It’s not true, as some recent news articles have it, that Das alte Gesetz (The Ancient Law) was forgotten, nor was it lost. Highly praised by Lotte Eisner, the grande dame of Weimar cinema criticism, the film has received a fair amount of attention in academic circles ever since a 1984 restoration, and scholars studying the Jewish presence in German silent cinema have written extensively about the tension generated by the story’s contrast of traditional shtetl life with the protagonist’s apotheosis as an assimilated Jewish theater star in mid-19th century Vienna. What is unquestionably new is just how much our appreciation of both the story and the film’s visual artistry have increased following the brand new restoration by Berlin’s Deutsche Kinemathek, which began with the discovery of the original title cards. Once these were found, a call was made for all surviving material, which turned up a number of nitrate prints throughout the world that were not only longer than the previous restoration but followed the original edit and were also tinted and toned.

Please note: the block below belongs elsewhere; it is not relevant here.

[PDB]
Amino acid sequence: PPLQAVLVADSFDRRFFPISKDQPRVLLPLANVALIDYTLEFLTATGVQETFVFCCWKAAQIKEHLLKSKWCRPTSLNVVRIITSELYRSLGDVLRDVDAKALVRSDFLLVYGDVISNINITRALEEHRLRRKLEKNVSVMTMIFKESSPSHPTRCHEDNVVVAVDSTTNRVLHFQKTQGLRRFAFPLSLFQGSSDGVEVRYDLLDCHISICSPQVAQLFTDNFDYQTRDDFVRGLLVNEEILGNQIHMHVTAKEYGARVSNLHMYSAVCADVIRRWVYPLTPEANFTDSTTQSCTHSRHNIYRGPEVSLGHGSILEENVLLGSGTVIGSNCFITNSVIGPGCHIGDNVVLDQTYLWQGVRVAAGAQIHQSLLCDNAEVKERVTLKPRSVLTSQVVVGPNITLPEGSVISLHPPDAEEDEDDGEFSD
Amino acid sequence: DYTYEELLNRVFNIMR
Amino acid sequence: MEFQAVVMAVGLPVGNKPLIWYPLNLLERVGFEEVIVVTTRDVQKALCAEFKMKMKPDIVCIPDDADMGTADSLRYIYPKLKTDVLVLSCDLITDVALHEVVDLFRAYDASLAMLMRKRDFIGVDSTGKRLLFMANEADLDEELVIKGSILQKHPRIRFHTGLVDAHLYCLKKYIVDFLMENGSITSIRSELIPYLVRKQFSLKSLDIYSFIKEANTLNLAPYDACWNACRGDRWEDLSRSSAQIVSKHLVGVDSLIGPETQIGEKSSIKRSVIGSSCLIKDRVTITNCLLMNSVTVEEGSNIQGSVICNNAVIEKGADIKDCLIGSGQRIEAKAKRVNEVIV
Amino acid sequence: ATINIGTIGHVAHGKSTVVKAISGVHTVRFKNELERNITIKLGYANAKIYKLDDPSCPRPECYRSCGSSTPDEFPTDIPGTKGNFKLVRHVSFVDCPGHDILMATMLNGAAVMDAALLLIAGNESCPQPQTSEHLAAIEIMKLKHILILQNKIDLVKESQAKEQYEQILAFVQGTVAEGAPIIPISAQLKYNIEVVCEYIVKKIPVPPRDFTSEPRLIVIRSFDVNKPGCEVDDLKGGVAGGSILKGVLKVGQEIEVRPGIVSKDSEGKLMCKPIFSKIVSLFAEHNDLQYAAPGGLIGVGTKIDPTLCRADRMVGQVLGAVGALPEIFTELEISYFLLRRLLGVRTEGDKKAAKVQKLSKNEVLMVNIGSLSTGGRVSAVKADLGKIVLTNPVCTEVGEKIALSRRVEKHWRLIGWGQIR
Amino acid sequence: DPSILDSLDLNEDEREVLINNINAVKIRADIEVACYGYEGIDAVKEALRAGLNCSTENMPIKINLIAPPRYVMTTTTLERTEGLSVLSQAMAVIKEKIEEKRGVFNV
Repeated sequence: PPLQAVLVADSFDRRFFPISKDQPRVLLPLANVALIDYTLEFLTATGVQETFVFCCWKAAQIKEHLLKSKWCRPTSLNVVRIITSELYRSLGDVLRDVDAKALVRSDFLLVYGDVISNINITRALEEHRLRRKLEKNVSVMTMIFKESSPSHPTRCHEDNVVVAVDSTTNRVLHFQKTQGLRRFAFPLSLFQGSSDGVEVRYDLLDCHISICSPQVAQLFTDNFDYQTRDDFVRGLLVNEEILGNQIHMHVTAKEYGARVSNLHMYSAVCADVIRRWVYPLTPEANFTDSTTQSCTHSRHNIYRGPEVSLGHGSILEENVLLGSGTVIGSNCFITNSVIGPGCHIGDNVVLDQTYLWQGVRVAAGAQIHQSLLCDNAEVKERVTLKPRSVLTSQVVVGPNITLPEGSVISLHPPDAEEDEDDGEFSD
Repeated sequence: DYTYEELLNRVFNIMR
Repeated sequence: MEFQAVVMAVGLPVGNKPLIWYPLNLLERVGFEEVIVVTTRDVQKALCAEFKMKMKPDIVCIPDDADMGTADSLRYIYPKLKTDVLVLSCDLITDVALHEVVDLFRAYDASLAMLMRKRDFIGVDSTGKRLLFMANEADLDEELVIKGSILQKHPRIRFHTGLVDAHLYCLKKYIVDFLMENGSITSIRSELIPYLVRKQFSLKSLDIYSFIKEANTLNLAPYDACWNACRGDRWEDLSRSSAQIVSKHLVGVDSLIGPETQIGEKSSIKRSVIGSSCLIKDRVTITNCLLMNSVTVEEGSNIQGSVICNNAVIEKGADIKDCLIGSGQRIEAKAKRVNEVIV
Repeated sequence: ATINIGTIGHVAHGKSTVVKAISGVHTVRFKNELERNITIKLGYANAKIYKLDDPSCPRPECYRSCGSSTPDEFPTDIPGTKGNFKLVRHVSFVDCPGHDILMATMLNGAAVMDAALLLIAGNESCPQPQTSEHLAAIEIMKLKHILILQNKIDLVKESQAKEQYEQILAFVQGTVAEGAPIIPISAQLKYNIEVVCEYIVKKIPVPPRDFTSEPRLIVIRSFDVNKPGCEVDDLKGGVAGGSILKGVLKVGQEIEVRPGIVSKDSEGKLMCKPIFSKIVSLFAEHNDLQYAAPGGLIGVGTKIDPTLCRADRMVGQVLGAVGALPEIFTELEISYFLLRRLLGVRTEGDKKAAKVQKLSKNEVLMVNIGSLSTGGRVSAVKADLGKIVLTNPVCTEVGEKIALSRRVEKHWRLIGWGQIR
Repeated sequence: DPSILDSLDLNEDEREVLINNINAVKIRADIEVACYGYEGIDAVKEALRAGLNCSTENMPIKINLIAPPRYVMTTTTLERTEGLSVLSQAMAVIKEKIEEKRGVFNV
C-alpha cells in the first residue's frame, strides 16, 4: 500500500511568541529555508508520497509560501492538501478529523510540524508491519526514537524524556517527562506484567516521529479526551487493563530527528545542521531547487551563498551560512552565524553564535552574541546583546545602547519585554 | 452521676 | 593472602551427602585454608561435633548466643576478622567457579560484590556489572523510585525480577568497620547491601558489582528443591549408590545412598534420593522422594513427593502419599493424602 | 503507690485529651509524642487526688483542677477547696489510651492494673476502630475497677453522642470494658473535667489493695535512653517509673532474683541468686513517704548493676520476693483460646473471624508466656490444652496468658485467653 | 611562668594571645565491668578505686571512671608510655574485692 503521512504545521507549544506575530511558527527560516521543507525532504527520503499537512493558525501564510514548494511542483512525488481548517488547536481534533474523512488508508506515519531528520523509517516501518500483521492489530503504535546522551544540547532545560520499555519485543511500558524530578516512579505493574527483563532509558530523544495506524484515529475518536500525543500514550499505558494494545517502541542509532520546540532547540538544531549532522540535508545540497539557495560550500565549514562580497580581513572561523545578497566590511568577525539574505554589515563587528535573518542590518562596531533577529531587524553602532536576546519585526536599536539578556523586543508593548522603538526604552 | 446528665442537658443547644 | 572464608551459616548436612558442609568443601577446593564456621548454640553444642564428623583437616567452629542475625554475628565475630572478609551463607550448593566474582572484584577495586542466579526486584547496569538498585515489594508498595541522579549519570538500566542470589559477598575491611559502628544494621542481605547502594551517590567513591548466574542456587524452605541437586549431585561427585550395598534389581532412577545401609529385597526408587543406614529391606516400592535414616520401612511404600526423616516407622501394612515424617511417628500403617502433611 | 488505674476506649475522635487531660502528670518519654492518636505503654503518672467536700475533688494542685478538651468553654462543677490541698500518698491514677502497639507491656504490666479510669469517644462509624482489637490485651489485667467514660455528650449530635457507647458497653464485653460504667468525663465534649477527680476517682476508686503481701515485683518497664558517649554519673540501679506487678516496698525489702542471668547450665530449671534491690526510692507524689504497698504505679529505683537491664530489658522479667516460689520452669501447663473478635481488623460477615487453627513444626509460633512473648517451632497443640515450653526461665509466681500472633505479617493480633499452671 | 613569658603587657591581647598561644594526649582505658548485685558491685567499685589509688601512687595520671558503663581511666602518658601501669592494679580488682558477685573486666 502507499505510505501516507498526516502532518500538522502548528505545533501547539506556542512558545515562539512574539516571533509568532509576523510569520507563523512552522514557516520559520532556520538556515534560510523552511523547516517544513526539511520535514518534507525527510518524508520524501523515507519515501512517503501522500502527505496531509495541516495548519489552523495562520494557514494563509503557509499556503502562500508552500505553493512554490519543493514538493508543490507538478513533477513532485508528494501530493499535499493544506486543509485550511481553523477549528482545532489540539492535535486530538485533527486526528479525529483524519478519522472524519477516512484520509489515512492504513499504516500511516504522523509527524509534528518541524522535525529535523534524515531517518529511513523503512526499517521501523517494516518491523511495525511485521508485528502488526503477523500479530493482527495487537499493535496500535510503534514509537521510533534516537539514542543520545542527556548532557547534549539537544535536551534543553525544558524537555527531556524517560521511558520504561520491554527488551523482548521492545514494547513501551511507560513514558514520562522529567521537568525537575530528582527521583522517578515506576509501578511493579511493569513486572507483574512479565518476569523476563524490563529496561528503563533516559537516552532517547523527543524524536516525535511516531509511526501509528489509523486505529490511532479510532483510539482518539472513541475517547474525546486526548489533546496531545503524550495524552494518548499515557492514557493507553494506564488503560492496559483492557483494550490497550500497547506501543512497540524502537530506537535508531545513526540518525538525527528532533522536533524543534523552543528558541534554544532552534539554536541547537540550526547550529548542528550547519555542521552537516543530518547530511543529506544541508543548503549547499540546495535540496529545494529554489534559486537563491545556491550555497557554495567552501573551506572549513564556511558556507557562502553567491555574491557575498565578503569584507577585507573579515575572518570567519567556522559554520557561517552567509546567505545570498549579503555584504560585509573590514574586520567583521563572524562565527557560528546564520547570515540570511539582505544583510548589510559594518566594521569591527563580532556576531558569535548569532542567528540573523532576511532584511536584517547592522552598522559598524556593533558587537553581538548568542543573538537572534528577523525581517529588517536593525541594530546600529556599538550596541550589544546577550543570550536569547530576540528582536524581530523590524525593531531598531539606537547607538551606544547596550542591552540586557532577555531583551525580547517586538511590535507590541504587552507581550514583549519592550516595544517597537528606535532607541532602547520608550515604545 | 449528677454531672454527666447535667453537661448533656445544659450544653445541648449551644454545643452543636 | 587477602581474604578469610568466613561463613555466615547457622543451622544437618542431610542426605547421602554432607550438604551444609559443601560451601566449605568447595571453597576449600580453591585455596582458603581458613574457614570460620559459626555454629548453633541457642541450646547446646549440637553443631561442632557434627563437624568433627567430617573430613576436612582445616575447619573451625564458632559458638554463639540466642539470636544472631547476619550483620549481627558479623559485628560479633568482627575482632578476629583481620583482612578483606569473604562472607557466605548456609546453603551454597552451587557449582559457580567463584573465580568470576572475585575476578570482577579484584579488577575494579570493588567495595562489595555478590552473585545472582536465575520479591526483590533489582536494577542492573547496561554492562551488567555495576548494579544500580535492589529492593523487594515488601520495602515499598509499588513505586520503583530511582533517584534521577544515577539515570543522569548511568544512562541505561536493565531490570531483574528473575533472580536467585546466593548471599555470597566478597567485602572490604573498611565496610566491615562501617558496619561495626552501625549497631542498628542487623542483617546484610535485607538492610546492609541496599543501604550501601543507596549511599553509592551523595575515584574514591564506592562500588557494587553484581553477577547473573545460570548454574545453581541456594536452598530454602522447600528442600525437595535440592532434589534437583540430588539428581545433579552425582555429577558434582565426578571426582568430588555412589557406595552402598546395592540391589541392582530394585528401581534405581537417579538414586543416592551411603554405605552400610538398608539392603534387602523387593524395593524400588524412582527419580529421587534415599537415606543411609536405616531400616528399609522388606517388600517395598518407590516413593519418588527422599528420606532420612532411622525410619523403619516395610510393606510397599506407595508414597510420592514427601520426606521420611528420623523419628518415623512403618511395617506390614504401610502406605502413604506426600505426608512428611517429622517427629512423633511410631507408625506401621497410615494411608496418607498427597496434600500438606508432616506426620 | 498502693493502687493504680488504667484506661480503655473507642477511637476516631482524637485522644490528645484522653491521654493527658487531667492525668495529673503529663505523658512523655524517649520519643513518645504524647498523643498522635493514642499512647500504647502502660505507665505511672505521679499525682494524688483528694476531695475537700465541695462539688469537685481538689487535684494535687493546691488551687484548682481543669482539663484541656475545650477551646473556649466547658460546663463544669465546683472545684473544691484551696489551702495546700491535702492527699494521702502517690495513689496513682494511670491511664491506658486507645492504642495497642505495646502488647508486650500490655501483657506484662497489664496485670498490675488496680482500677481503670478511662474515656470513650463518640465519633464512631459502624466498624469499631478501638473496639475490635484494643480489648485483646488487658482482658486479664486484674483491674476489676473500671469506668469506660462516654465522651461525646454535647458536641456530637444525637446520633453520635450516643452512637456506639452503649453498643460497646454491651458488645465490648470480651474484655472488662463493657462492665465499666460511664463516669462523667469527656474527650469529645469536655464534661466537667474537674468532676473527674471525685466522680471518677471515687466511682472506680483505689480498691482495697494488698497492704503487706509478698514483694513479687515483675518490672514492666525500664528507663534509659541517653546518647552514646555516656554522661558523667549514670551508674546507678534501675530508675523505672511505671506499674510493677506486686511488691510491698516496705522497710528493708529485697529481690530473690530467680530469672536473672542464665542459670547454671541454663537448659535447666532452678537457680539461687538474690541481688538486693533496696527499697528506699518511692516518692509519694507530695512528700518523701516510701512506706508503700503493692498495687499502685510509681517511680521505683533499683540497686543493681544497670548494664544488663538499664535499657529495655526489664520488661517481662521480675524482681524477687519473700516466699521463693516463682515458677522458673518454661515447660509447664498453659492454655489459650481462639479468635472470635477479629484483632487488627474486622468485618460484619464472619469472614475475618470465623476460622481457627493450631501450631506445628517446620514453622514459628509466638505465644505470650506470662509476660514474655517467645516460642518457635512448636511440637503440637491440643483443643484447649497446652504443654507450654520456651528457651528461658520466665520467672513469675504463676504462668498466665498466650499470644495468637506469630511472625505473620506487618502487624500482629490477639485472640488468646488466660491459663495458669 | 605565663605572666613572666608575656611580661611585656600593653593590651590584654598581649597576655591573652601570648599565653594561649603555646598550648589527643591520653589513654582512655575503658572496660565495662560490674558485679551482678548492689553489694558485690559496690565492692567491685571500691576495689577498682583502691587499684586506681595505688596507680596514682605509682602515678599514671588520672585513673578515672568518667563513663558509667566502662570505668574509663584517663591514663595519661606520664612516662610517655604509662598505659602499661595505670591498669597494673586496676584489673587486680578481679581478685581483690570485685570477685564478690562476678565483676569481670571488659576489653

Curiously, writers on the film largely fall into two camps: those like Eisner who practically ignore the storyline and focus on the aesthetics, celebrating the way director E.A. Dupont and cinematographer Theodor Sparkuhl seem to emulate the light and shadow of a Rembrandt etching, and those who bypass the palpable beauty to analyze what the film is saying about the clash between demonstrable Yiddishkeit and the quality of “passing.” It’s a shame that so few scholars bring both perspectives together. Hiding from the film’s fascinating treatment of Jewish life misses a key reason why The Ancient Law is so special, while sidelining the aesthetics to address only the storyline relegates the movie to that ghettoized subsection called “Jewish films.”